Rocket Arena is a colorful 3v3 hero shooter coming in July

VIDEO: Rocket Arena hands-on, also here on YouTube

If the name Rocket Arena sounds familiar, that's because the 3v3 hero shooter was already announced once before. It happened about a year ago, and it even underwent a closed beta—though at the time it was an FPS from developer First Strike Games and being published by Nexon.

Today Rocket Arena was re-announced, this time as a third-person shooter (still 3v3), and now it's being published by EA and launching on July 14. I got to play a few hours of the new Rocket Arena last week: check out some gameplay footage above.

Rocket Arena is a chaotic, colorful, and kid friendly (or at least concerned parent-friendly) shooter since there's no bloodshed and no one gets killed. That's because in Rocket Arena, no one has a health meter, only a blast meter. As you get hit by rockets, your meter fills until you get ejected out of the arena.

Each hero in Rocket Arena has different types of rockets and abilities. For example, the pirate Blastbeard is slow-moving but has a powerful cannon that fires in an arc, and his special ability unleashes a huge shockwave that deflects rockets and knocks back opponents. Amphora, sort of an ocean-based character, can turn into a manta ray-shaped pool of water, slide quickly around the map, and then erupt into a waterspout, launching enemies into the air. Izell can lunge toward opponents for a fast strike or ensnare them with her bola to yank them toward her. 

And every character can double-jump, triple-jump, rocket-jump, and even rocket-climb up walls, meaning there's a lot of mobility no matter which character you play. In my session there were six characters to try, but there will be a total of 10 at launch with more coming later.

I got to play a handful of different modes, like the uncomplicated Knockout, where a team scores a point with each opponent they blast out of the arena. There's also Rocketball, where you try to control a big Rocket League-lookin' soccer ball and score goals. Of all the modes, I had the best time in Rocketball because character abilities can come in handy both with speed on offense and power on defense. Stopping someone from scoring by launching them into the air with a waterspout and then hammering them out of the arena with rockets is pretty cool.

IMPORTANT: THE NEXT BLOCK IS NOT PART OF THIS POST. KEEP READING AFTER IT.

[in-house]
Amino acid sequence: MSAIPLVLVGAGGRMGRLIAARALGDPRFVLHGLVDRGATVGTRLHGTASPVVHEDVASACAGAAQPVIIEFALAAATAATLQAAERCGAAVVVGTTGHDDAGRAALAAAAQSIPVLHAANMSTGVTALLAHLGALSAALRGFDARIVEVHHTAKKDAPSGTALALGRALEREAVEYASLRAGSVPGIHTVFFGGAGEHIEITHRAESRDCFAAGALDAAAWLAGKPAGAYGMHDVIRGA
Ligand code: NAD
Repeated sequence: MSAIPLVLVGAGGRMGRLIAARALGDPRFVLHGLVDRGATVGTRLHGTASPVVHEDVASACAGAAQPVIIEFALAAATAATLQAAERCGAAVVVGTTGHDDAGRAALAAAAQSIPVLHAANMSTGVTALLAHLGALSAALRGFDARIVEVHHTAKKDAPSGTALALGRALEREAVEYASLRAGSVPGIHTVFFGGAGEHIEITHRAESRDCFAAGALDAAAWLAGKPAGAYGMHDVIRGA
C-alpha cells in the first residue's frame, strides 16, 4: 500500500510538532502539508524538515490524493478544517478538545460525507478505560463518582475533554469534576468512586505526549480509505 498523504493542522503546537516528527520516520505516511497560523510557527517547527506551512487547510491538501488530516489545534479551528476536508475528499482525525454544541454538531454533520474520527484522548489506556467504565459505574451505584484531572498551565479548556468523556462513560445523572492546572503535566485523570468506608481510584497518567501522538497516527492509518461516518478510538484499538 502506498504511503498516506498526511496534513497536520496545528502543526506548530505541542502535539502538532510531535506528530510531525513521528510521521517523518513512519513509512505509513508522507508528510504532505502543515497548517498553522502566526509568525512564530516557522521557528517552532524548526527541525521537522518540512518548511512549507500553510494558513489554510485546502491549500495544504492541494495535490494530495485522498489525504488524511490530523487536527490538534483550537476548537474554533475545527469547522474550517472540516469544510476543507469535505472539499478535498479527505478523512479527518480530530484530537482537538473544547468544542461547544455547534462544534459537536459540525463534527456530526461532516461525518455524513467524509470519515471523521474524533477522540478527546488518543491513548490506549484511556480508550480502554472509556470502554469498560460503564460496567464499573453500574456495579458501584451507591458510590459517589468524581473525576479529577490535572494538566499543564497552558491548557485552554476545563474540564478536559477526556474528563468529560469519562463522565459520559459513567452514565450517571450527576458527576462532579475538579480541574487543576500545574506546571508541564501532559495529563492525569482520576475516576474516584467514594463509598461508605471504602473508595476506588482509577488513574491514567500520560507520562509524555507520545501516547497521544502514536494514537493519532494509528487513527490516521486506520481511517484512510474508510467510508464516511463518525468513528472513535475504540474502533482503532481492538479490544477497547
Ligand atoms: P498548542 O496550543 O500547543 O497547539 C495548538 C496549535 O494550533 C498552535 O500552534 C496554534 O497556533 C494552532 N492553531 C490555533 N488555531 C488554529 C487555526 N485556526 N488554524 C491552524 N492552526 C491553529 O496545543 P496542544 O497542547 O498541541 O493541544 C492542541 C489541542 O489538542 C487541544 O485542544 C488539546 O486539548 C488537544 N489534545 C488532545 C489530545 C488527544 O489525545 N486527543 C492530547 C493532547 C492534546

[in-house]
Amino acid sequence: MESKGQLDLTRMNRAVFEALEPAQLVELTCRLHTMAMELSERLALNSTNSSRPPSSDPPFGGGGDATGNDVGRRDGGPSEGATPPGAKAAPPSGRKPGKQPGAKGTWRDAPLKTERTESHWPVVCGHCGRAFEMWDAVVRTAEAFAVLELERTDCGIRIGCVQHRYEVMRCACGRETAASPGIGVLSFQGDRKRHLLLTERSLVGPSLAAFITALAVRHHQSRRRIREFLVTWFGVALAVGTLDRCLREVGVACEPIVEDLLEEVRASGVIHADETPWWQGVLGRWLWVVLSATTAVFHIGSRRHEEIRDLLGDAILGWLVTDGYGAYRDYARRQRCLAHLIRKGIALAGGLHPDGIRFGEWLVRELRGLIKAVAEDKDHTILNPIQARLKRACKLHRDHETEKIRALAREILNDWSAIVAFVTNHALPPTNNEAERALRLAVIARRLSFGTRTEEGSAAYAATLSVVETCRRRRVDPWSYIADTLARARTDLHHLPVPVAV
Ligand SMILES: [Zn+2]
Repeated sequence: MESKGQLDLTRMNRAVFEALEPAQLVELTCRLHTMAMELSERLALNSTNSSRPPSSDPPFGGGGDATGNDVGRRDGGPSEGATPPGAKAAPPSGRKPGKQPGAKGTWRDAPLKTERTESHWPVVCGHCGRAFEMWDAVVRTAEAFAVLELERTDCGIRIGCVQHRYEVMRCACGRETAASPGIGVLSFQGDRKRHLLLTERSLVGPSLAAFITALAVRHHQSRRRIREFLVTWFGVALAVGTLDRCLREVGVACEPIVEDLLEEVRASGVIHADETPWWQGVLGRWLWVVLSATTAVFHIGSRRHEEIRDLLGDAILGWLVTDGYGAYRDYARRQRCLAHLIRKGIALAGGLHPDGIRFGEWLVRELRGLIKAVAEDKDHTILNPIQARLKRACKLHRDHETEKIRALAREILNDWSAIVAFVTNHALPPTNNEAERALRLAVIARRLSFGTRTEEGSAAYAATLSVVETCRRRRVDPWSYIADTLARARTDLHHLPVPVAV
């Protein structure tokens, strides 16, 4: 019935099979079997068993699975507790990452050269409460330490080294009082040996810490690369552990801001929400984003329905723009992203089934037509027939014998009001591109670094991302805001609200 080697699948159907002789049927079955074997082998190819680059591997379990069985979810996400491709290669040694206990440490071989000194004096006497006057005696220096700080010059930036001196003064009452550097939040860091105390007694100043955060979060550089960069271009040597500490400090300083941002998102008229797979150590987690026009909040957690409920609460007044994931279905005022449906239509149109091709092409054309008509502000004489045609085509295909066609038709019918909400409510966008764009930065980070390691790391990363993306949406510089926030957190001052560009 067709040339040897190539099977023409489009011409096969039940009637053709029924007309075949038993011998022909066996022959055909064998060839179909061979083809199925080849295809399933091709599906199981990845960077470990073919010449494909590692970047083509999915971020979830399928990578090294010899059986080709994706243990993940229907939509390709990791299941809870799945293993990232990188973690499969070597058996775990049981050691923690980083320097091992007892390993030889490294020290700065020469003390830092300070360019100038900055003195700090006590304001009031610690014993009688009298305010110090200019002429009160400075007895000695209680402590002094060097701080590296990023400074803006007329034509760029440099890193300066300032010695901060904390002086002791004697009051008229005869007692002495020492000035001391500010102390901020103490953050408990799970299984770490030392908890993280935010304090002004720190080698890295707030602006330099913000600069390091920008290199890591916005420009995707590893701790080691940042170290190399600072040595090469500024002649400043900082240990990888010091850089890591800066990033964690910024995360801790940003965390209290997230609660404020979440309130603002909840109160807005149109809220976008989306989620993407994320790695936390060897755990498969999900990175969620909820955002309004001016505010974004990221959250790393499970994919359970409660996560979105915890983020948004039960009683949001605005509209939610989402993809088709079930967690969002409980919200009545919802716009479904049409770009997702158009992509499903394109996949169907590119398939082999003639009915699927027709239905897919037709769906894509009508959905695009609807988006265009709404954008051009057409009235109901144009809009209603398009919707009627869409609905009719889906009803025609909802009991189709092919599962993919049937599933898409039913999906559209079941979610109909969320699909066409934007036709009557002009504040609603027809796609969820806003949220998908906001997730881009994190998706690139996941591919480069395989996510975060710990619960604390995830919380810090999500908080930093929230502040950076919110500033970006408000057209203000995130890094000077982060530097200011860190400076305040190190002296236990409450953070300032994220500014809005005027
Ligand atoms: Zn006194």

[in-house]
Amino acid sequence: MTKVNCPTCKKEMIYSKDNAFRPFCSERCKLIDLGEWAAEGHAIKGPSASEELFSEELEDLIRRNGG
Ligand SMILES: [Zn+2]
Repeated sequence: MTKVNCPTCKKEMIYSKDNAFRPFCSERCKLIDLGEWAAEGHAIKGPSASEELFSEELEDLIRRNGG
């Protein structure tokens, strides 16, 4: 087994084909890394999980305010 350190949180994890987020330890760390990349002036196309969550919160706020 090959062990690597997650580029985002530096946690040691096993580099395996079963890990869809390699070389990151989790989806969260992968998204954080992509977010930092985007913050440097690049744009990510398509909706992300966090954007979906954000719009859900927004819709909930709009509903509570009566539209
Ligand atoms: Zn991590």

Another mode called Treasure Hunt wasn't quite as much fun—it alternates between chasing the player carrying a treasure chest and then collecting as many coins as you can from the map while Mario-esque music plays. It pretty heavily favors the faster characters, like Rev, who zips around on a hoverboard and is hard to catch if you're playing as someone slow like Blastbeard.

But in every mode, matches only last a few minutes, and the maps are all fairly small, so the action never really stops and you're always in the thick of it. If you're blasted out of the arena you quickly float back in so there's very little downtime even if you're getting knocked out a lot.

I'm not sure if Rocket Arena will appeal to players looking for a highly competitive shooter or even real teamwork—in my sessions it was kind of a messy free-for-all. But it's a fun enough party-style game and I can see the Rocketball mode being a hit. Rocket Arena is going to be a live service game with updates, new characters, maps, modes, cosmetics, and season passes coming after launch.

Rocket Arena will be on both Steam and Origin for PC, with cross-platform play supported on day one. It's priced at $30, and there will be a $40 version with extra cosmetics and enough rocket fuel (that's Rocket Arena's in-game currency) to redeem the first season pass, which is set to arrive on July 28. Have a look at the six announced characters below.

Christopher Livingston
Staff Writer

Chris started playing PC games in the 1980s, started writing about them in the early 2000s, and (finally) started getting paid to write about them in the late 2000s. Following a few years as a regular freelancer, PC Gamer hired him in 2014, probably so he'd stop emailing them asking for more work. Chris has a love-hate relationship with survival games and an unhealthy fascination with the inner lives of NPCs. He's also a fan of offbeat simulation games, mods, and ignoring storylines in RPGs so he can make up his own.